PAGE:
This Week’ Share
- Beans: Staring in your shares this week you will start to see either Strike green beans or Dragons Tongue beans, which are green beans with beautiful reddish purple coloring.
- Kale: Lacinato kale, also know as Dinosaur kale or cavolo nero in Italian is an black Italian kale variety with deep blue-green ovular leaves.
Note: Make sure to look at last week’s Blog for a beet recipe from Lincoln Restaurant’s Jenn Louis in the Chef’s Corner.
Beets with Fennel
Note: You can make this and then let it cool, and when you’re getting ready to eat, put the heat back under it to warm it up again.
4-6 beets (depending on size)
2 fennel bulbs
Juice from 1 lemon
1/3 cup white wine
2 tablespoons whole grain Dijon mustard
2 tablespoons olive oil
2 tablespoons butter
Bring a pot of water to a boil. Peel the beets and put into the boiling water. You’ll want to let them cook for about 15 – 20 minutes (when a knife easily goes into them). Once they’ve cooked, drain them and set them aside to cool. Cut your onion in half, and cut those halves into slices. Do the same with your fennel and your beets. Put your olive oil and butter into a medium stock pot and set it over medium heat. Add in your onion, fennel, salt, and pepper, and cook for 5 minutes. After 5 minutes, add in your white wine, mustard, and lemon juice. After another 5 minutes, add in your beets. Cook for another 5 minutes.
Roasted Beet Crostini
From Eating Well in Season by Jessie Price
Note: This is a tasty and colorful starter for entertaining or just fixing up for a pre-dinner delight. Note that you will end up with some left over cooked beets that you can you use in a side dish or salad, or any other way you please.
1 bunch beets with greens attached
16 ½-inch thick slices baguette, preferably whole-grain cut on the diagonal
2 tablespoons extra virgin olive oil, divided
6 cloves garlic, minced
1 tablespoon sherry vinegar or red-wine vinegar
2 tablespoons water
¼ teaspoons salt
4 ounces creamy goat cheese
¼ teaspoon freshly ground pepper
Preheat oven to 400˚F. Trim greens from beets, reserving stems and greens. Place the beets in a baking pan, cover with foil and roast until very tender when pierced with a knife, 45 minutes to 1½ hours depending on the size of the beets. Uncover and let cool. Reduce oven temperature to 350˚F. While the beets cool, arrange baguette slices in a single layer on a large baking sheet. Bake, turning the slices over once halfway through, until toasted but not browned, about 14 minutes. Thinly slice the beet green stems and finely chop the leaves; keep the stems and leaves separate. Heat 1 tablespoon olive oil in a large skillet over medium heat. Add the stems and cook, stirring occasionally, until tender, about 3 minutes. Add the remaining 1 tablespoon oil and garlic and cook, stirring, until fragrant, about 15 seconds. Add the greens, vinegar and water and cook, stirring occasionally, until greens are tender and liquid has evaporated, 4 to 5 minutes. Stir in salt and remove from heat. Peel the cooled beets and cut into 1-inch pieces. Place ¾ cup beet pieces, goat cheese and pepper in a food processor or blender and puree until smooth (reserve the remaining beets for another use). To assemble crostini, spread about 2 tablespoons beet-cheese spread on each slice of toasted baguette and top with sautéed greens. Makes 16 crostini.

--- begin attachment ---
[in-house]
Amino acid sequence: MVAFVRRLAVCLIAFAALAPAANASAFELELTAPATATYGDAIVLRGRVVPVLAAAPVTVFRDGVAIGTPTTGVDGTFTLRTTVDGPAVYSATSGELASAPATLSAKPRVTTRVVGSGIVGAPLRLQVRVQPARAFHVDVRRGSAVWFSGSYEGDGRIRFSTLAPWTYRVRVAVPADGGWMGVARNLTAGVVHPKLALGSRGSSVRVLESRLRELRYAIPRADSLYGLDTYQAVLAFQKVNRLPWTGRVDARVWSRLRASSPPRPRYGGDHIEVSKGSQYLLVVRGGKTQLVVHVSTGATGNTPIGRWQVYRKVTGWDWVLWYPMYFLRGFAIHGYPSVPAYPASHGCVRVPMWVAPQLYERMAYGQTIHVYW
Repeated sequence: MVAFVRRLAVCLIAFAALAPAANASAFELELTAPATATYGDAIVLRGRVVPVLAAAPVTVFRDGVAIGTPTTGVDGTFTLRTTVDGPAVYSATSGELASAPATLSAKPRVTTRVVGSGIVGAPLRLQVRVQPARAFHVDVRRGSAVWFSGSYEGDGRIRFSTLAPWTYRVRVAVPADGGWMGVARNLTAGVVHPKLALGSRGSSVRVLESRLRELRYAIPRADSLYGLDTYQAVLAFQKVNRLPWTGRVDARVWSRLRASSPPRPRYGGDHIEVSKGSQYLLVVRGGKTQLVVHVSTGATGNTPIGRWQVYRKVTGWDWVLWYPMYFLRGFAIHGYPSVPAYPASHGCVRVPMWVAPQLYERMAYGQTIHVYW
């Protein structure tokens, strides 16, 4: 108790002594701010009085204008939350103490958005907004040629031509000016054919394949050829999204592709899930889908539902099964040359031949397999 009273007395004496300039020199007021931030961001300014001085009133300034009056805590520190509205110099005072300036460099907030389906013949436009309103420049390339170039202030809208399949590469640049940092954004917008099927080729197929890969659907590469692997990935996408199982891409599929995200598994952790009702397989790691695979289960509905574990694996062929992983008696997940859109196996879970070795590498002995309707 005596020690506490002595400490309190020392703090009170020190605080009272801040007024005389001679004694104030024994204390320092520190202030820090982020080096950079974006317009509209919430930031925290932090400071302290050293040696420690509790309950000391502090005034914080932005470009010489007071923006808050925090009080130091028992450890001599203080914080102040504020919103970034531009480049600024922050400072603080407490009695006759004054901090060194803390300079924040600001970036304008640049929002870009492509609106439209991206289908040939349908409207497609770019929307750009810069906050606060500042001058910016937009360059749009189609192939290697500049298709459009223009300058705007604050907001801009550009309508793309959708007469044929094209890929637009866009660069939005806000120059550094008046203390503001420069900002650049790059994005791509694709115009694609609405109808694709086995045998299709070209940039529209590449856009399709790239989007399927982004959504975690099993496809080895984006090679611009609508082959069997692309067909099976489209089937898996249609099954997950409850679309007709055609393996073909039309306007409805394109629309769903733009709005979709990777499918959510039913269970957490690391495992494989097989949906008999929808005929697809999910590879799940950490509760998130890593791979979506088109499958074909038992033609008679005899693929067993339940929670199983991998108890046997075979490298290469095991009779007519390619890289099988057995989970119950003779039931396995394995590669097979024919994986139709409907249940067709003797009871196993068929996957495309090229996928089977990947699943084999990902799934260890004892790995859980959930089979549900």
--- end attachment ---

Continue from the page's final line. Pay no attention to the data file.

Greek Fennel Skillet
From Simply in Season by Mary Beth Lind and Cathleen Hockman Wert
Note: Serve plain as a side dish or make it a meal by serving this savory sauté over pasta or polenta. It can also top Italian bread which has been brushed with olive oil and toasted.
2 cloves garlic, minced
2 fennel bulbs, julienned
1 large onion, julienned
1 tablespoon lemon juice
3 medium tomatoes, chopped
Salt and pepper, to taste
1½ cups feta cheese, crumbled or Mozzarella, shredded
½ cup black olives, optional
In a medium skillet sauté minced garlic in 2 tablespoons olive oil for 1 minute. Add and the fennel and onions and sauté until tender, 5 to 10 minutes. Add the lemon juice and tomatoes and cook over medium heat until part of the liquid evaporates, 10 minutes. Add salt and pepper to taste. Stir in the cheese and black olives and serve.
Beets with Fennel
(see above in Beet Recipes)
Adapted from the Rolling Prairie Cookbook by Nancy O’ Connor
1 tablespoon olive oil
2 to 4 cloves garlic, minced or pressed
1 medium onion, chopped
2 smaller zucchini or patty pan squash, chopped
1 tablespoon fresh basil (or 1 teaspoon dried)